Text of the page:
Update: Google has since added Toshiba to the list of partners.
Though many PC makers were quiet about Chrome OS earlier Wednesday, Google has now named the companies it's working with to bring its operating system to Netbooks next year.
In a post to the Chrome blog Wednesday afternoon, Google vice president of product management Sundar Pichai said the company is working with a variety of PC and chipmakers, and another software company. Those include Acer, Adobe, Asus, Freescale, Hewlett-Packard, Lenovo, Qualcomm, Texas Instruments, and Toshiba.
CNET News reported earlier Wednesday that Asus and Lenovo were thought to be working with Google on Chrome OS. Asus was an easy one to guess since it's the pioneer of the Netbook category and has shown its willingness to work with other operating systems outside of Windows.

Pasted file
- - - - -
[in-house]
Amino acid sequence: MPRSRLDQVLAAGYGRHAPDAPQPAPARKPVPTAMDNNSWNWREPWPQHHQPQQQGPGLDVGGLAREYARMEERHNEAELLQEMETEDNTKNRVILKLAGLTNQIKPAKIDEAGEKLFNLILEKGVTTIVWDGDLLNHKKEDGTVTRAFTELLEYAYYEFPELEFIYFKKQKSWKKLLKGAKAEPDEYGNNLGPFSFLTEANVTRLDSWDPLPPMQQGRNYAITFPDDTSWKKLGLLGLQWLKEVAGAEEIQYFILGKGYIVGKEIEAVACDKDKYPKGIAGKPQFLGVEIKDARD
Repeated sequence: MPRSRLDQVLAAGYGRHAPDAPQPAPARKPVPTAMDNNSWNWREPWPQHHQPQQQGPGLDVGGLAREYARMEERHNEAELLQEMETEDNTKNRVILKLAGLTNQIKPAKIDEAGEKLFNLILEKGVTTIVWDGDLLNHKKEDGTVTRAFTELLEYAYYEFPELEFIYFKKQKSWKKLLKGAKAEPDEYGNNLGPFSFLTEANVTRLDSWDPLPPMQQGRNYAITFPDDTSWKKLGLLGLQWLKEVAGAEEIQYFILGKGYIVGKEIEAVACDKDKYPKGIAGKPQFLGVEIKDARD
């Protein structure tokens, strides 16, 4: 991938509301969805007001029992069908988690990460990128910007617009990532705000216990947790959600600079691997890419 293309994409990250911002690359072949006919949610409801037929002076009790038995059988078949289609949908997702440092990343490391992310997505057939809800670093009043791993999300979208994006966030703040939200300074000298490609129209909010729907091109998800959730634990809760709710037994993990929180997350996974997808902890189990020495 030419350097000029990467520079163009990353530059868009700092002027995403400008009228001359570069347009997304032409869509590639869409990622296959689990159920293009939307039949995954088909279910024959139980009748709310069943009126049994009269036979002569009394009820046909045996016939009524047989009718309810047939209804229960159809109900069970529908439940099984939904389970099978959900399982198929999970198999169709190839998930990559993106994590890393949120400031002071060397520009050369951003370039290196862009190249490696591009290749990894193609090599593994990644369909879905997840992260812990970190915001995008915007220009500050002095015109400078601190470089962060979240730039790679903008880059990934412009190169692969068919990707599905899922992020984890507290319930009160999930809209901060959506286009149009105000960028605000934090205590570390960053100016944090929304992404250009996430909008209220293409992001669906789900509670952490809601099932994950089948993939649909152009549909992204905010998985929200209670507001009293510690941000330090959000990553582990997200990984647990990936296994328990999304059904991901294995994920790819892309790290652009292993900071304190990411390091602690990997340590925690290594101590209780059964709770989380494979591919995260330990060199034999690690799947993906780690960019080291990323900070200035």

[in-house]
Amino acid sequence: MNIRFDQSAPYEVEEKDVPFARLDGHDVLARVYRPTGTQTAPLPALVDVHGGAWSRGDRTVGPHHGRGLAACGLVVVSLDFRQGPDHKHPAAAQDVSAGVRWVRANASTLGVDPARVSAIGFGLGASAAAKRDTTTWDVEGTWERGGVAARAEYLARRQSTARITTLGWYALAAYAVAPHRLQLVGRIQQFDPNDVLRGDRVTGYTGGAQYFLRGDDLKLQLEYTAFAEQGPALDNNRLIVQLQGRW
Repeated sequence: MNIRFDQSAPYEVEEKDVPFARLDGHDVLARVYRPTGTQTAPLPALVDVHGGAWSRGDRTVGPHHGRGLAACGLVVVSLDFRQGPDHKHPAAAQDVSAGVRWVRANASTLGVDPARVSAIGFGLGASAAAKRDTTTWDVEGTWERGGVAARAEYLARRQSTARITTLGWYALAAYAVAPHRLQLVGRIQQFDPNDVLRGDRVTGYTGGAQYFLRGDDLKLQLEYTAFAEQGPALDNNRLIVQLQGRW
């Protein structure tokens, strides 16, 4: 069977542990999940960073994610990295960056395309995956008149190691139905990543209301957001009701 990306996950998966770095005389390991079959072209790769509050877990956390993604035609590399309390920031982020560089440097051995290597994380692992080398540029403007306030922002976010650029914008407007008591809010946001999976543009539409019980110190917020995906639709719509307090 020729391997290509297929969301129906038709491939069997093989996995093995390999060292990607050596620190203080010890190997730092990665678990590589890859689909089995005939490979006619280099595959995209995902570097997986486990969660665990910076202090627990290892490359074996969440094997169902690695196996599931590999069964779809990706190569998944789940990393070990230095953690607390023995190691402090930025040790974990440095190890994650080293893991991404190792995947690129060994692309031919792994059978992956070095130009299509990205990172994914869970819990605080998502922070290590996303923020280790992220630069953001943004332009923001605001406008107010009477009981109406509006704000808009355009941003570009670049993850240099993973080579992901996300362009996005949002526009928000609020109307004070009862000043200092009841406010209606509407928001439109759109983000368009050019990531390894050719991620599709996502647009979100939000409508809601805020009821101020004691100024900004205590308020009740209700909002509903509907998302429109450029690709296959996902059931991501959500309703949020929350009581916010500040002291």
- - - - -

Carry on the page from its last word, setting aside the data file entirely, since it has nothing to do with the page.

Acer also sounds right since it's the fastest growing laptop maker, and has shown a lot of flexibility in pricing models to move Netbooks off store shelves. HP, of course, is the world's largest provider of PCs and should be part of any conversation about consumer computing OSes.
The one that is notably missing is Dell. Dell is the second-largest PC maker in the world (though Acer is close at its heels), but didn't indicate it was actively working with Google on this when contacted earlier today. The company would only say that "Dell constantly assesses new technologies as part of managing our product development process and for consideration in future products."